One of the art lovers, almost a generation older than the others – a man well over four feet tall with a bemused look – offers a legal opinion. “Ms. York is merely exercising her first amendment rights to freedom of speech. Many thousands of young Americans went to their deaths to stop the Nazis. And thousands of Russian and Eastern European artists were sent to the gulags of the Soviets. Those systems repressed all forms of advanced art. We can’t have art outlawed in America. This is the USA in the 1980s, not Berlin in the 30s.”
“Are you trying to tell me,” the policewoman, scoffs, “that those young men went to their deaths so that this lady could parade around on Blue Heron Beach with her pu…vagina hanging out?”
The lifeguard snorts. Apparently, he is thinking that a lot of those men might have believed there could be worse things to die for…
“You don’t understand,” the reviewer from The Phoenix inserts her viewpoint, attempting to shed enlightenment, “Ms. York is not making a sexual display. She’s holding up a mirror to sexual display in our society and making a complex artistic statement about the nature of a cultural reality.”
I can see she’s got a better angle on what she’s going to write than I have. I should be taking notes.
“Well,” suddenly chimes in the lady in the skirted suit, who’d been standing, arms crossed, her bottom lip thrust up against the one on top, “just what’s so great about that?”
Everyone stares at her momentarily. Was this her business? Maybe it was. If this is about the public’s business, then she could be the closest thing to the general public present.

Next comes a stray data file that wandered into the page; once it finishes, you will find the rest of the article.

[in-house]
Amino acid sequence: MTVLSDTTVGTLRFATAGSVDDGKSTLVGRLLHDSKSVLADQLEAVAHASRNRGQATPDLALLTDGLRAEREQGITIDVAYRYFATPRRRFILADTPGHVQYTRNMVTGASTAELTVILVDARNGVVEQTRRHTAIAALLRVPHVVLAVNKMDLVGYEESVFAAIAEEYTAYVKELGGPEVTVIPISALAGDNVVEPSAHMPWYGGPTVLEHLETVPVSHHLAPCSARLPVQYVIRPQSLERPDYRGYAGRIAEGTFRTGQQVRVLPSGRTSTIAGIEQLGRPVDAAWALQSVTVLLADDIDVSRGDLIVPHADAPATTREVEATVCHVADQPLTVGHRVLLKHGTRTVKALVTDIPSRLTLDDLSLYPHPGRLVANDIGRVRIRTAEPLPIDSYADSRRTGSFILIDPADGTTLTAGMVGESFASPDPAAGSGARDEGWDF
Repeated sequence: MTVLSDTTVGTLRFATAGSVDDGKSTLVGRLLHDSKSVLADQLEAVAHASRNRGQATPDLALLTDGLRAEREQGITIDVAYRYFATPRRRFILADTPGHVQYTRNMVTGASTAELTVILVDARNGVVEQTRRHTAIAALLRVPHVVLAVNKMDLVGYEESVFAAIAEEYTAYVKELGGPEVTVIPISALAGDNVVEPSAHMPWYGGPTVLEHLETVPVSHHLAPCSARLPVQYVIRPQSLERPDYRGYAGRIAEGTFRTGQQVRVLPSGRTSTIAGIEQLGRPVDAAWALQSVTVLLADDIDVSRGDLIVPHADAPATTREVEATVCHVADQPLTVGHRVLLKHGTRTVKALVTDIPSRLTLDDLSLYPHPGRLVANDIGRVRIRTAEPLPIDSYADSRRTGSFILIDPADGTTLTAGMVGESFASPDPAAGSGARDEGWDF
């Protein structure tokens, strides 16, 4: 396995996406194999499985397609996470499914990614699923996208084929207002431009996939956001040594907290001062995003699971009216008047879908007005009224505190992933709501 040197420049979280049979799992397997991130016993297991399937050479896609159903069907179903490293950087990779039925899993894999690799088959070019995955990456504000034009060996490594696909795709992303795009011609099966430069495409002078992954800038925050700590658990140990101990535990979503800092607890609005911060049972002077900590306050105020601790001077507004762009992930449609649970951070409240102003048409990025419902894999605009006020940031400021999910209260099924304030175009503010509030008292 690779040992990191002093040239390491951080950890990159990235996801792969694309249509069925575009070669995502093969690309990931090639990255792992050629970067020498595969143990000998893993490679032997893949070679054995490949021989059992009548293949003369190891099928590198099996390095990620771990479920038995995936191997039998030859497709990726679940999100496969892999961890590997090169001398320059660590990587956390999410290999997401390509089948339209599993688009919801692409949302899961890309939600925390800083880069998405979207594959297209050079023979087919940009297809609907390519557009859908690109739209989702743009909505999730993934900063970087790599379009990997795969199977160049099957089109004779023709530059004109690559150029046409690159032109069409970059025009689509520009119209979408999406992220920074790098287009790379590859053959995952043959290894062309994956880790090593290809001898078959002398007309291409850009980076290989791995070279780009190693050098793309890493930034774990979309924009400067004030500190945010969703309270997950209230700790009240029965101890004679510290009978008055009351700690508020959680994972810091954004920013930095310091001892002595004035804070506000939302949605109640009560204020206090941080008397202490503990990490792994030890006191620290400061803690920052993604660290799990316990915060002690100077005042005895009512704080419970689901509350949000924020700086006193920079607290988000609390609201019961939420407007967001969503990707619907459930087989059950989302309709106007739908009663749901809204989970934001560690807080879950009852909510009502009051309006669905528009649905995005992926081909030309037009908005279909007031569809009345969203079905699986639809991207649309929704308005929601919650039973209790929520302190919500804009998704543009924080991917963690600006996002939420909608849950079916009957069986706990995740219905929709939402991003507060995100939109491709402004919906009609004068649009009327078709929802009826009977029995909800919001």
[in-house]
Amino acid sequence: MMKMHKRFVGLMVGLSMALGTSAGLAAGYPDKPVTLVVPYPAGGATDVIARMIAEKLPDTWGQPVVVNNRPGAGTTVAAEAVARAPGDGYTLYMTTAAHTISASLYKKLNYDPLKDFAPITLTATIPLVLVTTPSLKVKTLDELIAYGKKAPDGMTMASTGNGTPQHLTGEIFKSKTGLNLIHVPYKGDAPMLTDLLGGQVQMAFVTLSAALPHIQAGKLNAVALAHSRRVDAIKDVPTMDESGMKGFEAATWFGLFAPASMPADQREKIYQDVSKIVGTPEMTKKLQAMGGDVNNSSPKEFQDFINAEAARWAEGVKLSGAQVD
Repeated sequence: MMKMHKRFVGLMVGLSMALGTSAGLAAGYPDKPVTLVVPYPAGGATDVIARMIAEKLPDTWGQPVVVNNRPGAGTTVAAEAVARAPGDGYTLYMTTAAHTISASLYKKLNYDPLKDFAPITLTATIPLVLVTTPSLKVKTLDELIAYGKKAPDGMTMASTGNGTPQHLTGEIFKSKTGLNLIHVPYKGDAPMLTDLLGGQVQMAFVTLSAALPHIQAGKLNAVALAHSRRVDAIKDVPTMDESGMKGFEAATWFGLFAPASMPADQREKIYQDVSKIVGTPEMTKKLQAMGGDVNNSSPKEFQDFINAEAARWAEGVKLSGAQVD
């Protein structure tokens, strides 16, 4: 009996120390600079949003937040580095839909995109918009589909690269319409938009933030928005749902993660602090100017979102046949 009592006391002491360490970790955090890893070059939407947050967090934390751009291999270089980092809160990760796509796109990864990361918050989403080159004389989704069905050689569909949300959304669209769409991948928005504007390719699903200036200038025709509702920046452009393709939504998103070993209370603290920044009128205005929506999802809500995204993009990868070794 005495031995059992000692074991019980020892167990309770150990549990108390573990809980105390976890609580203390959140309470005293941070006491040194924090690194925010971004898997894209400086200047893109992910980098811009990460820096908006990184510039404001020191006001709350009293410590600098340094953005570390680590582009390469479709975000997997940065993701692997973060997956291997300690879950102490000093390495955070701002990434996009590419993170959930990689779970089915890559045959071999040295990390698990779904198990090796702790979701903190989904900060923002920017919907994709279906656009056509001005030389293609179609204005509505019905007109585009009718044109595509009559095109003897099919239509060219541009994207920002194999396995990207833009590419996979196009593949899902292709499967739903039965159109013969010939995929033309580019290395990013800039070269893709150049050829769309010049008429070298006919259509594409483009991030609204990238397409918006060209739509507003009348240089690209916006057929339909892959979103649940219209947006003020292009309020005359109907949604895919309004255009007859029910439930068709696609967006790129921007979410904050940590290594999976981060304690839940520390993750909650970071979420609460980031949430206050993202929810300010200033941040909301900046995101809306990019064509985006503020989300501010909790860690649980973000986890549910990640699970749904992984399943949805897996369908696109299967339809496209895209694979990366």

“I don’t suppose you read a lot of art reviews,” The Phoenix woman says.
“I’ve got three little kids and reading them fairy stories is all the time I have for things that aren’t for grown-ups.”
Touché, crosses my mind. While the cop and Lucinda York are for the moment letting surrogates – representatives of the art world and of an artless one – do their talking, I do an aside to Kevin.
“You’re an agent of a major institution in this town – mayor’s wife on the board and everything. Why don’t you take the artist under your institutional wing. – Tell the cop this is a gray area, or something.” Kevin seems to shrink an inch or so in height when I say this, but after a few seconds he, visually echoing the woman in the skirted suit, pushes his lower lip hard up into the upper in an expression that, in his case, looks like serious consideration. Perhaps he is getting a sense that an opportunity to act meaningfully is being presented.
“Perhaps I can help clear this up,” he says in a grave and formal tone; laying it on a little thick. They all, including an initially suspicious Lucinda, stare at him.
“I’m Kevin Perkins from the Northport Museum of Modern Art.”
“You stay out of this, fella,” the policewoman cautions.
“Yeah, it’s you modern art people,” accuses the lady with the skirted suit, feeling her importance as the cultural ambassador of middle-America, “that are responsible for so much of the lewdity that is polluting this country.”
“Lewdity!” Lucinda shrieks this time. “There’s no such word. And if you ever did use a dictionary you’d know a performance piece is not Modern Art, but Postmodern Art.”
The lifeguard, probably schooled at one of the area’s finest fraternities, demonstrates his own capacity for irony by putting in, “Well, I guess that clears everything up.”